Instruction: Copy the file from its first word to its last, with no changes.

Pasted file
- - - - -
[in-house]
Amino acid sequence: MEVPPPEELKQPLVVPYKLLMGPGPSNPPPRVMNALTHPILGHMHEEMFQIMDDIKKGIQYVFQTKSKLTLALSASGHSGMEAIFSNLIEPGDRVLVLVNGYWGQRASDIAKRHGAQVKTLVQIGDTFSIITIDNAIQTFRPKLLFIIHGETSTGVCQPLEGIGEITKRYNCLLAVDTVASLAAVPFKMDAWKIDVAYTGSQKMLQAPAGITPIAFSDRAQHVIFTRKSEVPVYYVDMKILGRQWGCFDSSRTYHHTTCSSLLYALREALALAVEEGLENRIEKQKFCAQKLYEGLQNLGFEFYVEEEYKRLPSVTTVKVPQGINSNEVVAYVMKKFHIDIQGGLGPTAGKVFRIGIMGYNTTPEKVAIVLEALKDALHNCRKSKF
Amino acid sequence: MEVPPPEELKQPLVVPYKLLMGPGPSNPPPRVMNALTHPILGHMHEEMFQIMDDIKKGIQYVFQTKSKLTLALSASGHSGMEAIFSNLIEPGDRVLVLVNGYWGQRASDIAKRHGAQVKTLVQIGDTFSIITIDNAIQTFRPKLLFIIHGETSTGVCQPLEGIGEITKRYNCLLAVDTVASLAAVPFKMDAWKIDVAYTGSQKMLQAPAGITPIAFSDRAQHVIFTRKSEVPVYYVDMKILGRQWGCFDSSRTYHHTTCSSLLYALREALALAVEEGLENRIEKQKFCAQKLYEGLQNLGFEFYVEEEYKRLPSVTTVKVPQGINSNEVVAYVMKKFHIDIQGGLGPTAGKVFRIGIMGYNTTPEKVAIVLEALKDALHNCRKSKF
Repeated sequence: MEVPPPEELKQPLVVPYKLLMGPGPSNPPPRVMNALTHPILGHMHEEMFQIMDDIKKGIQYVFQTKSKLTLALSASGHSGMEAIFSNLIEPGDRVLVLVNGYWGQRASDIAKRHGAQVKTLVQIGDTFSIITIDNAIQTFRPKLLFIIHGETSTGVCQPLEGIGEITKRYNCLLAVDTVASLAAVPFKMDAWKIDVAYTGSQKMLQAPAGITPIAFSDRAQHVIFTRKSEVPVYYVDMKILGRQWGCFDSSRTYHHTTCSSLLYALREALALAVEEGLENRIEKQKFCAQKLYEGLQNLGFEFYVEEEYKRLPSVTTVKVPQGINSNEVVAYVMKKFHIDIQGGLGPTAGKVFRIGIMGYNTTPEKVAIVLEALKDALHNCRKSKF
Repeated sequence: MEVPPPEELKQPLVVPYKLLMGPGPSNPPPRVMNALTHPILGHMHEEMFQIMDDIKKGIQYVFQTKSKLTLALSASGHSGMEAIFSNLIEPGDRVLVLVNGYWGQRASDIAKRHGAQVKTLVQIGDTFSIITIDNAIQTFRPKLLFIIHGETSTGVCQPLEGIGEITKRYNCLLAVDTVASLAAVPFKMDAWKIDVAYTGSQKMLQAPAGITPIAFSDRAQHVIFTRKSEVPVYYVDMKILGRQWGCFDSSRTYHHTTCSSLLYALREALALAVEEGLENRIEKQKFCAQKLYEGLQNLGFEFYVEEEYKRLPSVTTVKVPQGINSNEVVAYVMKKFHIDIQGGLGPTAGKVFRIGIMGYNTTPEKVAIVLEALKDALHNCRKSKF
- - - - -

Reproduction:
[in-house]
Amino acid sequence: MEVPPPEELKQPLVVPYKLLMGPGPSNPPPRVMNALTHPILGHMHEEMFQIMDDIKKGIQYVFQTKSKLTLALSASGHSGMEAIFSNLIEPGDRVLVLVNGYWGQRASDIAKRHGAQVKTLVQIGDTFSIITIDNAIQTFRPKLLFIIHGETSTGVCQPLEGIGEITKRYNCLLAVDTVASLAAVPFKMDAWKIDVAYTGSQKMLQAPAGITPIAFSDRAQHVIFTRKSEVPVYYVDMKILGRQWGCFDSSRTYHHTTCSSLLYALREALALAVEEGLENRIEKQKFCAQKLYEGLQNLGFEFYVEEEYKRLPSVTTVKVPQGINSNEVVAYVMKKFHIDIQGGLGPTAGKVFRIGIMGYNTTPEKVAIVLEALKDALHNCRKSKF
Amino acid sequence: MEVPPPEELKQPLVVPYKLLMGPGPSNPPPRVMNALTHPILGHMHEEMFQIMDDIKKGIQYVFQTKSKLTLALSASGHSGMEAIFSNLIEPGDRVLVLVNGYWGQRASDIAKRHGAQVKTLVQIGDTFSIITIDNAIQTFRPKLLFIIHGETSTGVCQPLEGIGEITKRYNCLLAVDTVASLAAVPFKMDAWKIDVAYTGSQKMLQAPAGITPIAFSDRAQHVIFTRKSEVPVYYVDMKILGRQWGCFDSSRTYHHTTCSSLLYALREALALAVEEGLENRIEKQKFCAQKLYEGLQNLGFEFYVEEEYKRLPSVTTVKVPQGINSNEVVAYVMKKFHIDIQGGLGPTAGKVFRIGIMGYNTTPEKVAIVLEALKDALHNCRKSKF
Repeated sequence: MEVPPPEELKQPLVVPYKLLMGPGPSNPPPRVMNALTHPILGHMHEEMFQIMDDIKKGIQYVFQTKSKLTLALSASGHSGMEAIFSNLIEPGDRVLVLVNGYWGQRASDIAKRHGAQVKTLVQIGDTFSIITIDNAIQTFRPKLLFIIHGETSTGVCQPLEGIGEITKRYNCLLAVDTVASLAAVPFKMDAWKIDVAYTGSQKMLQAPAGITPIAFSDRAQHVIFTRKSEVPVYYVDMKILGRQWGCFDSSRTYHHTTCSSLLYALREALALAVEEGLENRIEKQKFCAQKLYEGLQNLGFEFYVEEEYKRLPSVTTVKVPQGINSNEVVAYVMKKFHIDIQGGLGPTAGKVFRIGIMGYNTTPEKVAIVLEALKDALHNCRKSKF
Repeated sequence: MEVPPPEELKQPLVVPYKLLMGPGPSNPPPRVMNALTHPILGHMHEEMFQIMDDIKKGIQYVFQTKSKLTLALSASGHSGMEAIFSNLIEPGDRVLVLVNGYWGQRASDIAKRHGAQVKTLVQIGDTFSIITIDNAIQTFRPKLLFIIHGETSTGVCQPLEGIGEITKRYNCLLAVDTVASLAAVPFKMDAWKIDVAYTGSQKMLQAPAGITPIAFSDRAQHVIFTRKSEVPVYYVDMKILGRQWGCFDSSRTYHHTTCSSLLYALREALALAVEEGLENRIEKQKFCAQKLYEGLQNLGFEFYVEEEYKRLPSVTTVKVPQGINSNEVVAYVMKKFHIDIQGGLGPTAGKVFRIGIMGYNTTPEKVAIVLEALKDALHNCRKSKF